by: Kara Crawford
I am not a big fan of either Victoria’s Secret or their PINK line. I have no fundamental problem with lingerie; in fact, I fully affirm sexy lingerie as one of many ways people can sexually express themselves. What I don’t like is their marketing, with regards to the company as a whole, and their use of women’s bodies in exploitative ways to make a profit, and the way they don’t publicly show any diversity of body types using their lingerie (be it in advertisements or in their fashion show, which, let’s face it, aren’t necessarily geared towards their clientele).
But for me, their PINK line belongs in the category of un-affirmable lingerie, because of its tendency to write “cutesy” (and by that I mean totally-not-ever-acceptable) slogans. I’ve never been the type of woman to put on panties that say things like “sure thing” on them, nor any any other provocative slogans of the sort. For this reason I have very little tolerance for PINK.
When I first heard of PINK loves CONSENT by name only, I thought it couldn’t possibly be the Victoria’s Secret line; of course it was the musical artist we know and love so much, right? Wrong. It was, in fact, supposedly the Victoria’s Secret line, which is simply phenomenal, if you ask me. Pink putting consent-based slogans on their underwear? This is progress.
Slogans of the campaign included “no means no,” “let’s talk about sex,” “ask first,” “consent is sexy,” “talk to me,” “I love my body,” and “listen to what I want,” among others. The models on the website are all different shapes and sizes. Finally, something by PINK that I could get on board with. Maybe, just maybe, I thought to myself, the world is becoming a better place right before my eyes.
On the other hand, it seemed, and unfortunately was, too good to be true. It turned out to be a campaign by a group of feminists to raise awareness about how such slogans as often appear on PINK’s lingerie promote rape culture, which, admittedly, is almost equally as awesome. It got huge amounts of attention and praise and currently lists over 5.5 million members on the site, which leads to some really interesting questions about the potential of an event like this to possibly change things.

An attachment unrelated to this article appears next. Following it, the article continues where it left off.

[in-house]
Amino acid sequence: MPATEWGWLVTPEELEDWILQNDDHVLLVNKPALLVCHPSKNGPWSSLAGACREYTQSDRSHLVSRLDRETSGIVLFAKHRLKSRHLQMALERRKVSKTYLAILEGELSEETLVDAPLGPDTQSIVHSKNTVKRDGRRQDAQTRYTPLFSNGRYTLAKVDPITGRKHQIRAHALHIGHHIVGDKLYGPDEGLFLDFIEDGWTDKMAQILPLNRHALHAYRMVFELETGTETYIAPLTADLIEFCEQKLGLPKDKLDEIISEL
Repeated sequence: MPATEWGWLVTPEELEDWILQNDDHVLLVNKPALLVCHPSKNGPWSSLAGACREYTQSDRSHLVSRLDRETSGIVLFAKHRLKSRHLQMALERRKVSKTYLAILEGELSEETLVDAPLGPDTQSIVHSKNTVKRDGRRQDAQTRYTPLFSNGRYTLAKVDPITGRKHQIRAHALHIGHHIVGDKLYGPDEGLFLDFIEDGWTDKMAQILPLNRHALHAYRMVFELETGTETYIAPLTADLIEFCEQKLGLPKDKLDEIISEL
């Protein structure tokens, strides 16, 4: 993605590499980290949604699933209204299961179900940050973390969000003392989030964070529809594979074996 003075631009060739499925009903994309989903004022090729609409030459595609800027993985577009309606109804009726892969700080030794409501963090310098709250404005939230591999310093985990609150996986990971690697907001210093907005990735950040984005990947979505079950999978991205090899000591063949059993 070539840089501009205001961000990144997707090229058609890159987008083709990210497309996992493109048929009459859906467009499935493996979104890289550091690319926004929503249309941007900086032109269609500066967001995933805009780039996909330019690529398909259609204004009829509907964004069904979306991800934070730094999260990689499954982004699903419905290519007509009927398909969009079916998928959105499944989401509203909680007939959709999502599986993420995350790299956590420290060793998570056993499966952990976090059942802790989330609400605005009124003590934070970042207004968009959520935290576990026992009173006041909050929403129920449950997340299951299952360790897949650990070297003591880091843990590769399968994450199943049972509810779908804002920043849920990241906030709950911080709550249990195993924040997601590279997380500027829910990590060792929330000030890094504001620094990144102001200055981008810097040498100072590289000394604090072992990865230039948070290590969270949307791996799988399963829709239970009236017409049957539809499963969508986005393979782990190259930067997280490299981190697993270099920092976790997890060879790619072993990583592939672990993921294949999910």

After all the interest the site generated, the possibility, however imaginary or far-off it may be, of PINK actually reasonably considering producing a PINK loves CONSENT line could be in the realm of the capitalist logic of supply and demand. Still a very far-off possibility, but wouldn’t it be cool?
The fact of the matter is, young women and girls are growing up in a cultural climate which is increasingly telling them that to be attractive they need to dress a certain way, be a certain body type, act a certain way, be doing certain things sexually by certain ages. All for the sake of sexiness.
The idea that a major company that has influence and that plays a substantial role in promoting an often unsafe environment for girls and young women, effectively apologizing for the ways that they have harmed the self-esteem and dignity of many young women, some even without realizing the consequences of the slogan on their cute new underwear that say things like “good times,” “no peeking,” “party party party,” “let’s dance,” “sure thing,” and the festive “unwrap me,” “ho ho ho,” and “naughty.”
I hope for a world where consent will be the norm; where suggestive slogans on underwear will no longer exist and where they will be replaced not necessarily by lingerie with slogans about consent, but rather will be replaced by a healthy and inclusive dialogue about consent which leads us towards the elimination of the rape culture which we find ourselves so wrapped up in.
But for now, PINK loves CONSENT is a good, creative step towards that.
Kara Johansen Crawford is a graduate of DePaul University, with a BA in International Studies and Peace, Justice and Conflict Studies. Kara has been actively involved in activism and community service for much of her life and is particularly passionate about labor justice, queer issues and engaging faith communities on social issues. Kara is currently serving as a Mission Intern with the United Methodist Church at the Centro Popular para América Latina de Comunicación, based in Bogotá, Colombia. Follow Kara on Twitter @revolUMCionaria and on her blog.